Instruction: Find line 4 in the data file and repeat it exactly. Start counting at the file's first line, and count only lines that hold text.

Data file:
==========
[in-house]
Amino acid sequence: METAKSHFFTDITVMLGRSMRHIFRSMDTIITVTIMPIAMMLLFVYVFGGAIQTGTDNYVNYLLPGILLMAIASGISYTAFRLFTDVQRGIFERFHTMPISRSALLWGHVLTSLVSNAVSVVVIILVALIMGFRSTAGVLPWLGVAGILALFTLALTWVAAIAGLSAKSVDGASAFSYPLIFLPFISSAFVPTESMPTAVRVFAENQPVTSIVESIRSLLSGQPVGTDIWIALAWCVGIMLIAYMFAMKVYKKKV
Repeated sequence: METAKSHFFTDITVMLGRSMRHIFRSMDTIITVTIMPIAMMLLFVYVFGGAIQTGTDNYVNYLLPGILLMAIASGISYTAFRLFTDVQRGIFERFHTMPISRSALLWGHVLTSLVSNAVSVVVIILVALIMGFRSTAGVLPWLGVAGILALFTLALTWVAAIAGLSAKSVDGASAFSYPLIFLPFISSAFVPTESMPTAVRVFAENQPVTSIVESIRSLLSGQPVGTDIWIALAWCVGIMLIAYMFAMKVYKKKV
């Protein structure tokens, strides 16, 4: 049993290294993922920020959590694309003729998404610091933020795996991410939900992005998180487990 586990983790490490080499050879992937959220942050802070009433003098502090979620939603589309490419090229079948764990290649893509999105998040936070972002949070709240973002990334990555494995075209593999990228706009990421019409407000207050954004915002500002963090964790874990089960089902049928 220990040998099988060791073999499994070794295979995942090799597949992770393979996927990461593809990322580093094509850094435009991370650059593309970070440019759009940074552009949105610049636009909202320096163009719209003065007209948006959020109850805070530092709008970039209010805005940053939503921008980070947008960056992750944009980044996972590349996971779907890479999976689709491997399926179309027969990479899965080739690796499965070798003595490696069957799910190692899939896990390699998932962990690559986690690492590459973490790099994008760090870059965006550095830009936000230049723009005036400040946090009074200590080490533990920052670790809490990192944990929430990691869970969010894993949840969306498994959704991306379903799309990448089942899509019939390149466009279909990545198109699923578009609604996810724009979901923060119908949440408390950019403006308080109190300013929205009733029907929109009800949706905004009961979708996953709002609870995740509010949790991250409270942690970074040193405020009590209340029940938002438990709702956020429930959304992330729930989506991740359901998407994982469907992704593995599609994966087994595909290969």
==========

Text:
């Protein structure tokens, strides 16, 4: 049993290294993922920020959590694309003729998404610091933020795996991410939900992005998180487990 586990983790490490080499050879992937959220942050802070009433003098502090979620939603589309490419090229079948764990290649893509999105998040936070972002949070709240973002990334990555494995075209593999990228706009990421019409407000207050954004915002500002963090964790874990089960089902049928 220990040998099988060791073999499994070794295979995942090799597949992770393979996927990461593809990322580093094509850094435009991370650059593309970070440019759009940074552009949105610049636009909202320096163009719209003065007209948006959020109850805070530092709008970039209010805005940053939503921008980070947008960056992750944009980044996972590349996971779907890479999976689709491997399926179309027969990479899965080739690796499965070798003595490696069957799910190692899939896990390699998932962990690559986690690492590459973490790099994008760090870059965006550095830009936000230049723009005036400040946090009074200590080490533990920052670790809490990192944990929430990691869970969010894993949840969306498994959704991306379903799309990448089942899509019939390149466009279909990545198109699923578009609604996810724009979901923060119908949440408390950019403006308080109190300013929205009733029907929109009800949706905004009961979708996953709002609870995740509010949790991250409270942690970074040193405020009590209340029940938002438990709702956020429930959304992330729930989506991740359901998407994982469907992704593995599609994966087994595909290969």